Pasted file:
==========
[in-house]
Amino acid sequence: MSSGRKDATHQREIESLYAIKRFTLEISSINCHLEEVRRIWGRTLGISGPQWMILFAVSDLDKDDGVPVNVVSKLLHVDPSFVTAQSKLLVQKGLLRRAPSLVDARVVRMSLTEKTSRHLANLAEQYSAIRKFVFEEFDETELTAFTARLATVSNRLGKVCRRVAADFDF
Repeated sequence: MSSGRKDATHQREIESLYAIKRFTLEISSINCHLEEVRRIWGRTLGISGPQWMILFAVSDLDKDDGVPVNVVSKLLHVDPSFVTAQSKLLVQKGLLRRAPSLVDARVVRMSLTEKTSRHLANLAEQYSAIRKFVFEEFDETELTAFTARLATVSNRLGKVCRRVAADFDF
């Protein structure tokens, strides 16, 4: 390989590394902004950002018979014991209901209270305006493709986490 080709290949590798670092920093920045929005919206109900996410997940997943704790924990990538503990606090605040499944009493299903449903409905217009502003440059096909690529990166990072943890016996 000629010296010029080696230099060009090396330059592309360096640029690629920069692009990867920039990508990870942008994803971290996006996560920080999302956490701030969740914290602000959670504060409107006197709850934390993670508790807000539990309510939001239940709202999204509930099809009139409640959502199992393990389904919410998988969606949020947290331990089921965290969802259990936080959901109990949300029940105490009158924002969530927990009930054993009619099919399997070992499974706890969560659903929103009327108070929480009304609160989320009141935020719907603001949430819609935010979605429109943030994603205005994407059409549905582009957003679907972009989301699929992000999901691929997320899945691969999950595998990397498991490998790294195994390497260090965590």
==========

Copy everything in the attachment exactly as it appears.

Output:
[in-house]
Amino acid sequence: MSSGRKDATHQREIESLYAIKRFTLEISSINCHLEEVRRIWGRTLGISGPQWMILFAVSDLDKDDGVPVNVVSKLLHVDPSFVTAQSKLLVQKGLLRRAPSLVDARVVRMSLTEKTSRHLANLAEQYSAIRKFVFEEFDETELTAFTARLATVSNRLGKVCRRVAADFDF
Repeated sequence: MSSGRKDATHQREIESLYAIKRFTLEISSINCHLEEVRRIWGRTLGISGPQWMILFAVSDLDKDDGVPVNVVSKLLHVDPSFVTAQSKLLVQKGLLRRAPSLVDARVVRMSLTEKTSRHLANLAEQYSAIRKFVFEEFDETELTAFTARLATVSNRLGKVCRRVAADFDF
């Protein structure tokens, strides 16, 4: 390989590394902004950002018979014991209901209270305006493709986490 080709290949590798670092920093920045929005919206109900996410997940997943704790924990990538503990606090605040499944009493299903449903409905217009502003440059096909690529990166990072943890016996 000629010296010029080696230099060009090396330059592309360096640029690629920069692009990867920039990508990870942008994803971290996006996560920080999302956490701030969740914290602000959670504060409107006197709850934390993670508790807000539990309510939001239940709202999204509930099809009139409640959502199992393990389904919410998988969606949020947290331990089921965290969802259990936080959901109990949300029940105490009158924002969530927990009930054993009619099919399997070992499974706890969560659903929103009327108070929480009304609160989320009141935020719907603001949430819609935010979605429109943030994603205005994407059409549905582009957003679907972009989301699929992000999901691929997320899945691969999950595998990397498991490998790294195994390497260090965590």